Wednesday, 26 November, 2003
Guidelines designed to ensure all multiple sclerosis patients receive high quality care have been issued.
The National Institute for Clinical Excellence (NICE) says all MS patients must have access to specialist neurological and rehab services.
Suspected cases should also be seen quickly by specialists who can give a prompt diagnosis, it says.
Around 63,000 people in England and Wales have MS - the most common neurological disability in the young.
Multiple sclerosis attacks the nerves, stripping them of their protective coating.
Initially it causes loss of balance, reduced vision and bouts of localised paralysis.
Eventually, patients may become totally paralysed and wheelchair-bound.
There are different forms of the disease. Some cause a gradual deterioration, while others lead to bouts of illness, followed by partial recovery.
Symptoms can vary greatly between individual patients.
The new guidelines - a collaboration between NICE and the National Collaborating Centre for Chronic Conditions - stress the need for flexible services to properly address the whole range of needs that a person with MS may encounter.
They also gave cautious support for the possible benefits for complementary therapies such as fish oil, reflexology and t'ai chi for treating MS.
But while they state there is "some evidence" to suggest that these therapies might be of benefit, they also stress there is insufficient evidence to give more firm recommendations".
The main recommendations are:
Mike O'Donovan, chief executive of the Multiple Sclerosis Society, said: "Tens of thousands of people with multiple sclerosis currently face a lottery of health care.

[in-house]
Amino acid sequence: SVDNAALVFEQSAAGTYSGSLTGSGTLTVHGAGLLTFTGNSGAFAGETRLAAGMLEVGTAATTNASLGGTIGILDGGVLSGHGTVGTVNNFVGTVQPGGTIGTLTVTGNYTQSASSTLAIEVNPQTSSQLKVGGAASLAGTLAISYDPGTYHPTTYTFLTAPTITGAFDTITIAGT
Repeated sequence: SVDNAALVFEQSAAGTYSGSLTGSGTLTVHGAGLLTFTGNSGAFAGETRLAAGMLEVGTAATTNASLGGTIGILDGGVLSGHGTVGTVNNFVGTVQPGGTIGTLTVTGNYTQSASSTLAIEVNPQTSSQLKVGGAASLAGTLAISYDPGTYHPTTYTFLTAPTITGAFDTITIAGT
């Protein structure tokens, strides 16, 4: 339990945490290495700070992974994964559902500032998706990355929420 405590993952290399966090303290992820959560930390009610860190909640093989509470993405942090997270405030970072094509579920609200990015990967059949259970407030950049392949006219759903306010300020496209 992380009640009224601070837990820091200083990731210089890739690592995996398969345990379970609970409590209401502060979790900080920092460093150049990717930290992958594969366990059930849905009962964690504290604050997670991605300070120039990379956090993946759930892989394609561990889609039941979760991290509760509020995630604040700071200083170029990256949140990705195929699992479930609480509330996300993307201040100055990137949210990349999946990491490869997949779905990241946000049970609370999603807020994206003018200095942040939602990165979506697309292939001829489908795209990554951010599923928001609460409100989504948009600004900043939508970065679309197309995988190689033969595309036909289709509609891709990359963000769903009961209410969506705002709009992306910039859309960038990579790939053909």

"Long waits for diagnosis are frequently followed by repeated struggles to access the treatments they need at the time they need them.
"The new guideline is the most far-reaching step ever taken towards better management of one of the most common, complex and unpredictable neurological conditions.
"It provides a stimulus for action which can make a real difference to the quality of life of people affected by this dreadful disease."
Christine Jones, chief executive of the MS Trust said the guidance reflected a much better understanding of the needs of people with MS.
"From now on, local service providers will be monitored and measured against the new standards.
"It's up to all of us to ensure that the standards of good practice which the guidelines advocate are really met."
Judy Mead, of the Chartered Society of Physiotherapy, said: "This guideline will mean that people with MS can expect a more consistent provision of services."
The Department of Health has released figures showing that thousands of MS sufferers were now benefiting from drug therapies as a result of a "risk-sharing scheme" launched last year.
Under the scheme the NHS pays for the drugs if they were shown to benefit a patient, but if they do not, then the drugs company foots the bill.
More than 3,000 people have been enrolled on the scheme since May 2002.
Health Minister Lord Warner said: "This scheme has gone a long way towards
ending the uncertainty that affected thousands of people with MS around
their treatment with these therapies."
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